A team of scientists led by Duke-NUS Medical School have identified an important pathway that gets disrupted in the advanced form of non-alcoholic fatty liver disease known as non-alcoholic steatohepatitis (NASH)—and intervening with a naturally-occurring compound known as spermidine partially fixes the problem.
Non-alcoholic fatty liver disease, an umbrella term for a range of liver conditions affecting people who drink little to no alcohol, is the most prevalent metabolic liver disorder worldwide, affecting 25% of all adults globally. In Singapore, non-alcoholic liver disease affects four in 10 adults.
NASH results when the disease progresses and there is inflammation and scar tissue formed in the liver; it is associated with cardiac and kidney disease and malignancies outside the liver. Publishing in Nature Communications, the scientists say understanding how spermidine alleviates the pathological features of NASH could help in developing drugs to treat the condition.
“Currently, there is no pharmacological therapy for NASH, with several drugs showing only limited efficacy in clinical trials, so there is an urgent need to better understand the molecular mechanisms that underlie it,” said the study’s first author Dr. Zhou Jin, Senior Research Fellow with the Cardiovascular & Metabolic Disorders (CVMD) Program at Duke-NUS Medical School, Singapore.
Dr. Zhou, senior author Professor Paul Michael Yen from the CVMD Program, and their colleagues in Singapore, the U.S., the U.K. and China first studied liver enzymes involved in a specific pathway in people who were healthy or had non-alcoholic fatty liver disease. They next carried their studies over to a preclinical model of NASH.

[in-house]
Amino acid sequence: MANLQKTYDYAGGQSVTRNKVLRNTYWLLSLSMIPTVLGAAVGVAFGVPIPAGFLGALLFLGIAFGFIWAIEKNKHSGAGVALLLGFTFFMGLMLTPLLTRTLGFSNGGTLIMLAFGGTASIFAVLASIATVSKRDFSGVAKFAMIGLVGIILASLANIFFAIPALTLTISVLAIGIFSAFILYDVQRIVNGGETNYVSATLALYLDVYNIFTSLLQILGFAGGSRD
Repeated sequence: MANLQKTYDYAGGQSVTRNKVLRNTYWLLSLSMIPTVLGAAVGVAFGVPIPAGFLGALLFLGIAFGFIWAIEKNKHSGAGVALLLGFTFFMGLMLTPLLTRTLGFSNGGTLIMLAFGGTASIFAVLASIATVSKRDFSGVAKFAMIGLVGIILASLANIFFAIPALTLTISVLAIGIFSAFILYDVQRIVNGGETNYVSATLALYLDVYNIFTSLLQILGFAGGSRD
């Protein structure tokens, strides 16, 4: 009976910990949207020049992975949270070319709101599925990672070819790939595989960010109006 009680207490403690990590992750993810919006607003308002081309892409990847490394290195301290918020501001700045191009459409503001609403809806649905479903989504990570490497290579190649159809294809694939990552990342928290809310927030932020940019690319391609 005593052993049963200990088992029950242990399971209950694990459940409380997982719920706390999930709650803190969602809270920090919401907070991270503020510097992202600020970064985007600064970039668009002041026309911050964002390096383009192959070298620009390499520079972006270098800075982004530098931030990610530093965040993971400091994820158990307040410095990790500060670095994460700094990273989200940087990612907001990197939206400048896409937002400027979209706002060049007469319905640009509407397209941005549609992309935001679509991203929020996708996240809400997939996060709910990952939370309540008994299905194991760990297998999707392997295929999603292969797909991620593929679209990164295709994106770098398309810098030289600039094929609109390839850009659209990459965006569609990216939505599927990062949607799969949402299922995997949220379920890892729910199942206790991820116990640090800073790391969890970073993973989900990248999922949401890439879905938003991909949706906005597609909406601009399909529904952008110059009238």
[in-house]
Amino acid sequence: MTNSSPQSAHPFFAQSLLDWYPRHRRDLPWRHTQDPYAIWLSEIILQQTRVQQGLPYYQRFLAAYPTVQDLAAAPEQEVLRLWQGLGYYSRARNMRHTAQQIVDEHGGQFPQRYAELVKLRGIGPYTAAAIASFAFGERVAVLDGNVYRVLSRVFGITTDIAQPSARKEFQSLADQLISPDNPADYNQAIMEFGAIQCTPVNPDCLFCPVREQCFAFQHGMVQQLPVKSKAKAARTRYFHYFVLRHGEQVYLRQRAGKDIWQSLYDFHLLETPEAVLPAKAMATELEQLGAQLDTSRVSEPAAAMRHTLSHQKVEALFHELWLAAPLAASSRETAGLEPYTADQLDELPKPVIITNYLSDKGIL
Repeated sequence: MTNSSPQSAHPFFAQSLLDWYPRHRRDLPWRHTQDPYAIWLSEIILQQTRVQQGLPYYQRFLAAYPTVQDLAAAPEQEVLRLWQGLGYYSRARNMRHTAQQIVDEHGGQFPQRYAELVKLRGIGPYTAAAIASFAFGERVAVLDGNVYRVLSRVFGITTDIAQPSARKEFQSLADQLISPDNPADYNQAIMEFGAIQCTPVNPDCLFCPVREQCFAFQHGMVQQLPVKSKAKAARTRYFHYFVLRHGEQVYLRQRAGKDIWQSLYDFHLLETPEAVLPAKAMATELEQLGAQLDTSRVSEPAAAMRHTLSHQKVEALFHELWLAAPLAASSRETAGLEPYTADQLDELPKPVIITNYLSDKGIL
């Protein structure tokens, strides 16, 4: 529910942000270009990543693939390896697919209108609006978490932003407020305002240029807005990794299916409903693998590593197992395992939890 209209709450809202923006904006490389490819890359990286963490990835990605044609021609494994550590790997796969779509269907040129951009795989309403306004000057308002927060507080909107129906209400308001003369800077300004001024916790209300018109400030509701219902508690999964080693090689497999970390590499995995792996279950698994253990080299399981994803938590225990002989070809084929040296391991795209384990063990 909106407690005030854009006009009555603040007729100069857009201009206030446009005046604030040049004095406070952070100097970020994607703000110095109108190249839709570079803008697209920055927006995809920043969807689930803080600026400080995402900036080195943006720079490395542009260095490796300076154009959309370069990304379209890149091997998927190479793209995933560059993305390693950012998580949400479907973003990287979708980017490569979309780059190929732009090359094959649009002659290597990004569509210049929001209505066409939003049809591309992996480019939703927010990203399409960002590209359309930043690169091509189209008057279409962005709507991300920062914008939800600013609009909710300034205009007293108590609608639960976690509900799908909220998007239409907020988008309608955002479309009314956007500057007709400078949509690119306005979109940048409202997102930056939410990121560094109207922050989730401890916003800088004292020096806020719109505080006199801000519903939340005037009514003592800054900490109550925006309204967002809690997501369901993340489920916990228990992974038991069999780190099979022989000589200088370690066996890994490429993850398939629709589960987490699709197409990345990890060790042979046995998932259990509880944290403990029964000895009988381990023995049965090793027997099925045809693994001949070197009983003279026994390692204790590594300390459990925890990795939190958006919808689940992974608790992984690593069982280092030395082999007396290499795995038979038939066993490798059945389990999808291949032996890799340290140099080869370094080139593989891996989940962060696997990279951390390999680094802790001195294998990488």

They found a molecular pathway that was disrupted by the condition. Put simply, NASH leads to the reduction of an enzyme, called deoxyhypusine hydroxylase, that is necessary for attaching the hypusine residue from spermidine to a critical protein involved in translating genetic code from RNA onto protein, called EIF5A.
Disruption of the pathway decreased the synthesis of proteins for the cell’s energy powerhouse, called mitochondria. It also decreased mitochondrial activity and fatty acid metabolism.
The scientists next added a naturally-occurring compound called spermidine to the cell cultures and preclinical model. They observed increased fatty acid metabolism and improved mitochondrial function. There was also less liver inflammation and scar tissue formation associated with NASH.
“Our findings that the dysregulation of mitochondrial protein synthesis can be rescued by spermidine provides novel mechanistic insights, a therapeutic target, and potential prevention agent for managing non-alcoholic fatty liver disease,” said Prof Yen.
“Basic scientific research proves its value by enabling new discoveries and avenues of research for conditions that have otherwise confounded clinicians,” Professor Patrick Casey, Senior Vice-Dean for Research at Duke-NUS. “There are still many steps before these findings can be translated to humans—nonetheless, the work led by Professor Yen and his lab continues to push the boundaries of what we know about the condition, to better inform how we can effectively treat it.”
The team next plans to study the impaired pathway further to understand its role in general protein synthesis. They also plan to study whether age, gender and disease severity affect the pathway, as this may help identify patients who might benefit from spermidine supplementation.